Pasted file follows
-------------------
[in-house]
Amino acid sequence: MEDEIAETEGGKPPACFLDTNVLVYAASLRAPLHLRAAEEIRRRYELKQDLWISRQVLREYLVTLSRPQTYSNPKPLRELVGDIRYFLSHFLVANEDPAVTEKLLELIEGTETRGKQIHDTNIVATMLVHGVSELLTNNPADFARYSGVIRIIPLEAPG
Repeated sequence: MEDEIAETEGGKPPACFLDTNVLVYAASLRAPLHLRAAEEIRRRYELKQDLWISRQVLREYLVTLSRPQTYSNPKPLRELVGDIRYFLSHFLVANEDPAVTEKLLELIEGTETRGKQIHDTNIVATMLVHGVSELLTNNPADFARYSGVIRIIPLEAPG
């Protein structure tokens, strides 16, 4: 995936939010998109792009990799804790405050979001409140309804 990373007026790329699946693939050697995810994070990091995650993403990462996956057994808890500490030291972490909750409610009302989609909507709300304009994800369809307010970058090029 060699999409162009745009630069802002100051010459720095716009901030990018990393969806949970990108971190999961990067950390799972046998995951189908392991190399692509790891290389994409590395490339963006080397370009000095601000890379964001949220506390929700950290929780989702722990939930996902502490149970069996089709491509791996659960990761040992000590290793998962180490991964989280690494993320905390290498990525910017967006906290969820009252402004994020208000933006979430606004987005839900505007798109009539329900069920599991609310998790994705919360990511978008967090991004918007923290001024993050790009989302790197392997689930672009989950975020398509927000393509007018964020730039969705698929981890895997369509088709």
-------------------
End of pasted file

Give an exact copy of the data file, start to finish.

[in-house]
Amino acid sequence: MEDEIAETEGGKPPACFLDTNVLVYAASLRAPLHLRAAEEIRRRYELKQDLWISRQVLREYLVTLSRPQTYSNPKPLRELVGDIRYFLSHFLVANEDPAVTEKLLELIEGTETRGKQIHDTNIVATMLVHGVSELLTNNPADFARYSGVIRIIPLEAPG
Repeated sequence: MEDEIAETEGGKPPACFLDTNVLVYAASLRAPLHLRAAEEIRRRYELKQDLWISRQVLREYLVTLSRPQTYSNPKPLRELVGDIRYFLSHFLVANEDPAVTEKLLELIEGTETRGKQIHDTNIVATMLVHGVSELLTNNPADFARYSGVIRIIPLEAPG
């Protein structure tokens, strides 16, 4: 995936939010998109792009990799804790405050979001409140309804 990373007026790329699946693939050697995810994070990091995650993403990462996956057994808890500490030291972490909750409610009302989609909507709300304009994800369809307010970058090029 060699999409162009745009630069802002100051010459720095716009901030990018990393969806949970990108971190999961990067950390799972046998995951189908392991190399692509790891290389994409590395490339963006080397370009000095601000890379964001949220506390929700950290929780989702722990939930996902502490149970069996089709491509791996659960990761040992000590290793998962180490991964989280690494993320905390290498990525910017967006906290969820009252402004994020208000933006979430606004987005839900505007798109009539329900069920599991609310998790994705919360990511978008967090991004918007923290001024993050790009989302790197392997689930672009989950975020398509927000393509007018964020730039969705698929981890895997369509088709």